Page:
Topps again issued a 132-card “Traded” set in 1994 the same as previous years; cards were numbered separately from the base set with a “T” suffix as #1-132. The set contains cards of rookies, draft picks, free agents and traded players (no new managers this year) and a 2-card tribute to Ryne Sandberg, who retired in the middle of 1994. The design is the same as the base set.
The set was issued again as a factory set, but the box design was no longer quite as square – this year it was only available in a colorful blue and black flat box with 3 rows for the cards once you opened it. There were actually 140 cards in the box – there was an 8-card “Topps Finest” insert set of 6 MVP and 2 Rookie of the Year candidates. They did OK in “guessing” these – they got Raul Mondesi for the NL RoY and Frank Thomas for the AL MVP, while Griffey (2nd) and Lofton (4th) were up there in the final MVP tally. But they missed on the unanimous Jeff Bagwell for NL MVO, while Matt Williams was close (2nd) but Maddux (5th) and Piazza (6th) weren’t really. They also missed on Bob Hamelin for Manny Ramirez. Ramirez was 2nd, but it wasn’t a close vote. I like that the Maddux card shows him batting.
After a lot of cards in the previous seasons, there is only one cards of Reds 1990 World Champion members.
- Chris Sabo signed as a free agent with Baltimore in the 93/94 offseason.
There are 3 Hall of Famers in the set.
- As mentioned, Ryne Sandberg retired in the middle of 1994 and had a 2-card tribute set. This was pretty cool – they had him pictured as a Phillie for the first time on a Topps card. The backs of the cards match the front – his Phillies stats are shown on the first card and his Cubs stats on the 2nd card.
- After being sent from the A’s to Toronto and contributing to the Blue Jays’ second straight World Series title, Rickey Henderson signed back with Oakland in the offseason for his third stint with the team.
- Eddie Murray signed as a free agent with Cleveland in the 93/94 offseason. He would have 2½ solid seasons as the Tribe’s DH, and he picked up his 3,000th hit with the team in 1995.
There’s also an NFL Hall-of-Famer – see anatomy of a trade cards below.
Topps didn’t feature players from Team USA after doing so in the previous 3 Traded sets. They did have a number of Draft Picks from the 1994 summer draft. Paul Wilson was actually given the #1 card. I didn’t know that Ben Grieve had a brother drafted the same year as him – kind of interesting. Ben was in high school, while his brother was 4 years older, so that’s what led to this.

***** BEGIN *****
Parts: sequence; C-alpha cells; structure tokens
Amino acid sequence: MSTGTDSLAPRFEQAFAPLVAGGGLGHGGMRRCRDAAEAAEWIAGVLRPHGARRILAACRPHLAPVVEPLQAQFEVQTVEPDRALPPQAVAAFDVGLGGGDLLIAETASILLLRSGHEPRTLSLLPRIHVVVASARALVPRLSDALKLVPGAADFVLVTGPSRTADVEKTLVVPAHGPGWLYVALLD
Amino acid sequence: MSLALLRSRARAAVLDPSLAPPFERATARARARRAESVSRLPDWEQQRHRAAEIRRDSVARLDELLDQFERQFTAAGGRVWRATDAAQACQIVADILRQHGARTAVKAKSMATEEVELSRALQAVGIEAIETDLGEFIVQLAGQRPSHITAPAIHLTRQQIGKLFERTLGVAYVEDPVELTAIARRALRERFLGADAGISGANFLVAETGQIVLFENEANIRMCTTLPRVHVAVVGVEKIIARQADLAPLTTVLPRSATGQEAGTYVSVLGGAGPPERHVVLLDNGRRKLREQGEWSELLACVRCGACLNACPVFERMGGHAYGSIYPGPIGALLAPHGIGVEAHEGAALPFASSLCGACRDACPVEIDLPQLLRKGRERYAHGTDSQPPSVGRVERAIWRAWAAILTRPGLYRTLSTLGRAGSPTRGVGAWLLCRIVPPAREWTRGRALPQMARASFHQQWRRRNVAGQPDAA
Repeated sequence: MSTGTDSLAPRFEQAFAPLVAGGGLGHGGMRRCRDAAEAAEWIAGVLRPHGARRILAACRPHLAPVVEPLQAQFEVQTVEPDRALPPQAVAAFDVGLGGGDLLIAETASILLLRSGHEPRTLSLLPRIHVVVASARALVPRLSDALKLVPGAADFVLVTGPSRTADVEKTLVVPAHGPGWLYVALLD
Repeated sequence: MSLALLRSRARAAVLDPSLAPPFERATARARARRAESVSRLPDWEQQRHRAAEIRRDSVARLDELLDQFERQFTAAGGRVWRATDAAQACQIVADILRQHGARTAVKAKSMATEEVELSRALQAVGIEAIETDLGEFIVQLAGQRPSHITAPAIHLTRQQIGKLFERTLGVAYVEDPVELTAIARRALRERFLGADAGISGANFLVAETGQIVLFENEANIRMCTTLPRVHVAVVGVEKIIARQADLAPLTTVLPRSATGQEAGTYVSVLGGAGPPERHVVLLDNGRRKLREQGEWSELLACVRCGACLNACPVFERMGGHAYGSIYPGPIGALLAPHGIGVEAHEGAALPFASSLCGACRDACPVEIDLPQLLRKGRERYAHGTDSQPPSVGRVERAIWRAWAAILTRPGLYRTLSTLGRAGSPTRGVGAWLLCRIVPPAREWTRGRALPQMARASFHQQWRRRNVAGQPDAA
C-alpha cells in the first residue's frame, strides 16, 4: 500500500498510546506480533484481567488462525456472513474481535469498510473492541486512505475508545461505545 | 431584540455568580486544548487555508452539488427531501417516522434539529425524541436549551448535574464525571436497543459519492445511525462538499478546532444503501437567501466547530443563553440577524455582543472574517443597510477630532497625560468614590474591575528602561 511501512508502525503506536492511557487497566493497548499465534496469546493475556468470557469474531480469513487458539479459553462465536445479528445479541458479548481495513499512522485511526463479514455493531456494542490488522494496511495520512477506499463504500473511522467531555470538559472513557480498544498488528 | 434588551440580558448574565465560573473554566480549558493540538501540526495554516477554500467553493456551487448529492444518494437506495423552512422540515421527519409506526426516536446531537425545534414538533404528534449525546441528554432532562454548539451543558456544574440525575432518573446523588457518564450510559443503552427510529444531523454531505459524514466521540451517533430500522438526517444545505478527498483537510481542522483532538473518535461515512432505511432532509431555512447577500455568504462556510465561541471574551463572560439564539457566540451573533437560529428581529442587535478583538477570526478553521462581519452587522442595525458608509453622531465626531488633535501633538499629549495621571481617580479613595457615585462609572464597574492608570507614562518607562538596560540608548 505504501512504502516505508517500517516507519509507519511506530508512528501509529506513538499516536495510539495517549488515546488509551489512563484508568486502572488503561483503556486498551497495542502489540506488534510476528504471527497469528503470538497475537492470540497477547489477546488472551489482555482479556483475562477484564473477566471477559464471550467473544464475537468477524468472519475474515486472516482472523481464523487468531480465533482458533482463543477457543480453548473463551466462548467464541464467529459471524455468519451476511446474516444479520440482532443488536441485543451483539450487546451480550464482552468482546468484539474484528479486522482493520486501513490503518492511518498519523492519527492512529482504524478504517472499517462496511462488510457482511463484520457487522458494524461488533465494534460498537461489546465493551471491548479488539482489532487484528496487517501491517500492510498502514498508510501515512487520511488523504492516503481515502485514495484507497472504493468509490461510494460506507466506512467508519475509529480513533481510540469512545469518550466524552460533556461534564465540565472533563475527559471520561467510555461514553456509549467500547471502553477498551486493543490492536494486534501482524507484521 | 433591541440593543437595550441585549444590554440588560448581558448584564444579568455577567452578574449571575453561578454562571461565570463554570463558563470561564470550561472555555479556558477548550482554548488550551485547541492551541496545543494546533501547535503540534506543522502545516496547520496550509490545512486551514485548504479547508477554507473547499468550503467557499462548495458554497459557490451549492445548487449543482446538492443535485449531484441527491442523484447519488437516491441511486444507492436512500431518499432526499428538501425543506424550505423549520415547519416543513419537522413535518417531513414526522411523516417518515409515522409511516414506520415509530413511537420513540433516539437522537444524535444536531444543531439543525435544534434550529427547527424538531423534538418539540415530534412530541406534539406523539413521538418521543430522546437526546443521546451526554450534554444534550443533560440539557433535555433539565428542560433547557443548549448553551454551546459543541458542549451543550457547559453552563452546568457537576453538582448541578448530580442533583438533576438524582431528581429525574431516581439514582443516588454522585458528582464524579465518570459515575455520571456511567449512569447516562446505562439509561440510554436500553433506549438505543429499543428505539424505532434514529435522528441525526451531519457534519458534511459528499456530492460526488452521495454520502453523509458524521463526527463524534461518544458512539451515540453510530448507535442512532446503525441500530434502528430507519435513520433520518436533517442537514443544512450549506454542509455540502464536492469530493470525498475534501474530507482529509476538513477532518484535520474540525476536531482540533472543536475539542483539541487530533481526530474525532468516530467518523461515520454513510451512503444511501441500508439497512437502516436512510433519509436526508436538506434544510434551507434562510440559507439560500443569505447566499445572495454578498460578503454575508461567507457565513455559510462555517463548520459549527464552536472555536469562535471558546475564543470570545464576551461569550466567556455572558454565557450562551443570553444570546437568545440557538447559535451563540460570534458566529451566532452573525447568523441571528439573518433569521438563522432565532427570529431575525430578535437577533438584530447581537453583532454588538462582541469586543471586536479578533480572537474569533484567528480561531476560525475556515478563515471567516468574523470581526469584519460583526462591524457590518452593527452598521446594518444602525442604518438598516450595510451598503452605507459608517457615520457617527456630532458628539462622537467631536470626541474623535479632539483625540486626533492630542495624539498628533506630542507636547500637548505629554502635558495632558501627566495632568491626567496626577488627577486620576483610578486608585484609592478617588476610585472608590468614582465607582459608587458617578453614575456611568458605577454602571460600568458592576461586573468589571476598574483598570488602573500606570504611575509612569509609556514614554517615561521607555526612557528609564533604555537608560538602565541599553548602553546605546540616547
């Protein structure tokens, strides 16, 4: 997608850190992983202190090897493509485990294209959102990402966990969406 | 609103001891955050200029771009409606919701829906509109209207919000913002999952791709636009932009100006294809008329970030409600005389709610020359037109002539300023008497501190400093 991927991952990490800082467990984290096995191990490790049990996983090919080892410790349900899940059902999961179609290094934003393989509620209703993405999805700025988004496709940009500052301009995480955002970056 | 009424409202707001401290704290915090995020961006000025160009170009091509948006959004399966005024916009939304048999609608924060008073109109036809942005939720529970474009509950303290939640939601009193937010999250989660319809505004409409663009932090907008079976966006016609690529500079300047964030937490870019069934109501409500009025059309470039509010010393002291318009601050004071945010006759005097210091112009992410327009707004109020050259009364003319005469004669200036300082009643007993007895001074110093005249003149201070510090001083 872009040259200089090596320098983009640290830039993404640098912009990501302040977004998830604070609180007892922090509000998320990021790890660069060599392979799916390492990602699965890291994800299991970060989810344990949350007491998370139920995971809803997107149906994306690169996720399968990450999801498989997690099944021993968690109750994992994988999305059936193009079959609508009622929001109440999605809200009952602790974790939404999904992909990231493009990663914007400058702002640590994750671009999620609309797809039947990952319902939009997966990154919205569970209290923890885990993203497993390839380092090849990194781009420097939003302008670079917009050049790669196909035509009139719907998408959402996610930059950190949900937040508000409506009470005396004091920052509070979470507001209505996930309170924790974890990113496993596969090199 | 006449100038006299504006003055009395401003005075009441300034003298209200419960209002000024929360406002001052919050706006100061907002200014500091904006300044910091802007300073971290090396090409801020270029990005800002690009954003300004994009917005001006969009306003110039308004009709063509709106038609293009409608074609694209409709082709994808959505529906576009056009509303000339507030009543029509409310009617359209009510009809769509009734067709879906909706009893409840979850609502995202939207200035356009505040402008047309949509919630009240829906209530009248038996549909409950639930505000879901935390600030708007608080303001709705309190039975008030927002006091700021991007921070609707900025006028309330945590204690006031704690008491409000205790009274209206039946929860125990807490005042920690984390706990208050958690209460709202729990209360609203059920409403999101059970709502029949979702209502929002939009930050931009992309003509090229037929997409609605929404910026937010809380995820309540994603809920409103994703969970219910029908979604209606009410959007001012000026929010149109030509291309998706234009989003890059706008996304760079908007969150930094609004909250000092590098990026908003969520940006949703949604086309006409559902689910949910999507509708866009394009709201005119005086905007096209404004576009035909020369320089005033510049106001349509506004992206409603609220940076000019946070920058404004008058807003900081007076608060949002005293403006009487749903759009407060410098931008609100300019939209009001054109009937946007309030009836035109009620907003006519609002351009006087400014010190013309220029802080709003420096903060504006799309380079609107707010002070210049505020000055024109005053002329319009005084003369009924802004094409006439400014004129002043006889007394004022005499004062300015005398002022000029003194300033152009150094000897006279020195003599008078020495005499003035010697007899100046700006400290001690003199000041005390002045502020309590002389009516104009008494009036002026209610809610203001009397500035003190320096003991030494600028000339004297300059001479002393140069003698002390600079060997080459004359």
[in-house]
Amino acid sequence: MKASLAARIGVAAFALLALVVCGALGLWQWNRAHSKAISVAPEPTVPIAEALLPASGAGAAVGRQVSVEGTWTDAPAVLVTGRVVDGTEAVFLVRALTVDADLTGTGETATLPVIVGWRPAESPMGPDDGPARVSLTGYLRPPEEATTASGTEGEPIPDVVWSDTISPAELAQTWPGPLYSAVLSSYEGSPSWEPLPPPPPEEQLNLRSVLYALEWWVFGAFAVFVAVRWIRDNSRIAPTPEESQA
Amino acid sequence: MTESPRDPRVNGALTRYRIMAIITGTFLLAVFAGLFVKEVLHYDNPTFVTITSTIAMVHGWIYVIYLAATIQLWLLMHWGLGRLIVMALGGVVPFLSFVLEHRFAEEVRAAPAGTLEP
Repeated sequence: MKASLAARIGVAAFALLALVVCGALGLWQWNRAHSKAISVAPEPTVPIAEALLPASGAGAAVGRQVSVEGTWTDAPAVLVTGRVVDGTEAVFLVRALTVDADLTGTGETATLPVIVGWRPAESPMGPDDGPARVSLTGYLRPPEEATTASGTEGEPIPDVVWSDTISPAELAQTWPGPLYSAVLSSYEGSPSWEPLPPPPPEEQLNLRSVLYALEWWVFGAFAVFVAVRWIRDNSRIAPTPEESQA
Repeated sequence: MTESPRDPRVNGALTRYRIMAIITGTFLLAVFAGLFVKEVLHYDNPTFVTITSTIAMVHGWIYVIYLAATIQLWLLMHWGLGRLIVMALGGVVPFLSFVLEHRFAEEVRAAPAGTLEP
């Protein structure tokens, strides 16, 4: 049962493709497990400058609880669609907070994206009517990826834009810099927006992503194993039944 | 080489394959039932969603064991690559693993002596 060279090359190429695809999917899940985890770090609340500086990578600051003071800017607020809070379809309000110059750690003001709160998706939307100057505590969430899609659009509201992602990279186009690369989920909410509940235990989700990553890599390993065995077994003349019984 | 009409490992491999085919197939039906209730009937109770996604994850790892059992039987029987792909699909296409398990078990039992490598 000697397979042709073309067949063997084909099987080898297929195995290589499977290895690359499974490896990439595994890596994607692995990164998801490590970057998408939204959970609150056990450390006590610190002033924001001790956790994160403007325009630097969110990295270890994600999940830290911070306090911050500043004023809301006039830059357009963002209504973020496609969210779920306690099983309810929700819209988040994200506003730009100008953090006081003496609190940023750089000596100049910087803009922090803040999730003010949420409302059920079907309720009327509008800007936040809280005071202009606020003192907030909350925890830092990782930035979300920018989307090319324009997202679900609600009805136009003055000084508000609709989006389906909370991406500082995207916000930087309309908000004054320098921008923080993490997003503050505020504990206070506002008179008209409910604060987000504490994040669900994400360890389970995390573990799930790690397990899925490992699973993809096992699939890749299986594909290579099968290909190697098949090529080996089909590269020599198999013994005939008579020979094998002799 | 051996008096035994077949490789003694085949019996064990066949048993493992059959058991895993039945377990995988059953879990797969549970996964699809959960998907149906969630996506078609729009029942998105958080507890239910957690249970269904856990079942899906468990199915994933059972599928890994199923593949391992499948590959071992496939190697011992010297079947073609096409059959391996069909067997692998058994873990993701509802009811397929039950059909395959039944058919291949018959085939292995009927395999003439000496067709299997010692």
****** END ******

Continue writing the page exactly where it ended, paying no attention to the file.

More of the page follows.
There are also some other “rookie” players worth showing here. The biggest by far – and the only one that really gives this set any “value” – is the Paul Konerko rookie card. He’s starting to get into borderline HOF territory – and I remember when the Reds had him very briefly! Jason Schmidt has a rookie card – it’s the only card dressed as the Top Prospects subset in the Traded set. The biggest rookie at the time was probably Chan Ho Park. I remember when he was a big deal – the first Korean born pitcher to make the big leagues. Park pitched in the majors last in 2010 for the Pirates. He pitched in Japan last year and issigned to pitch in the Korean major leagues next season.
There were some big free agent / traded players in this set. I remember Will Clark being the biggest name – though he only had a couple of good seasons in Texas and left in his career. Palmeiro and Vizquel had the most left – it will be interesting to see if Omar hangs on for another year (he’s 150 hits from 3,000). Ellis Burks and Bret Boone both had some near-MVP seasons left, though Boone’s best came when he went back to Seattle. And the Reds got Gant for very cheap in the middle of 1994 after he was hurt in a motorcycle accident and the Braves got out of the big contract he’d just signed. He won the Comeback PoY and helped them to the 1995 playoffs.
There were also the typical guys who were really hanging on to long – though El Presidente did have a couple of decent seasons with Cleveland and Lee Smith did the same with Baltimore.
Topps added a few subsets to this Traded set – like the Sandberg, Draft Pick and Prospects cards shown above. They also had one Future Stars card of Paul Shuey, who didn’t end up fitting that bill. The most interesting subset was the “Anatomy of a Trade”. This was 2 cards that looked at trades between Montreal/Los Angeles and Cincinnati/Atlanta. It’s interesting – both were trades that helped each team, though the DeShields trade wasn’t nearly as good for LA in the long run. And if Pedro had become as dominant in LA, they would have had a much better chance signing him long-term. I remember when the Reds got Neon Deion – it was pretty exciting.
Lastly, Shawon Dunston is in this set with the Cubs. I find this interesting because he doesn’t fit the bill for a Traded set in any way. He played for the Cubs in 1993, and he was still with them in 1994.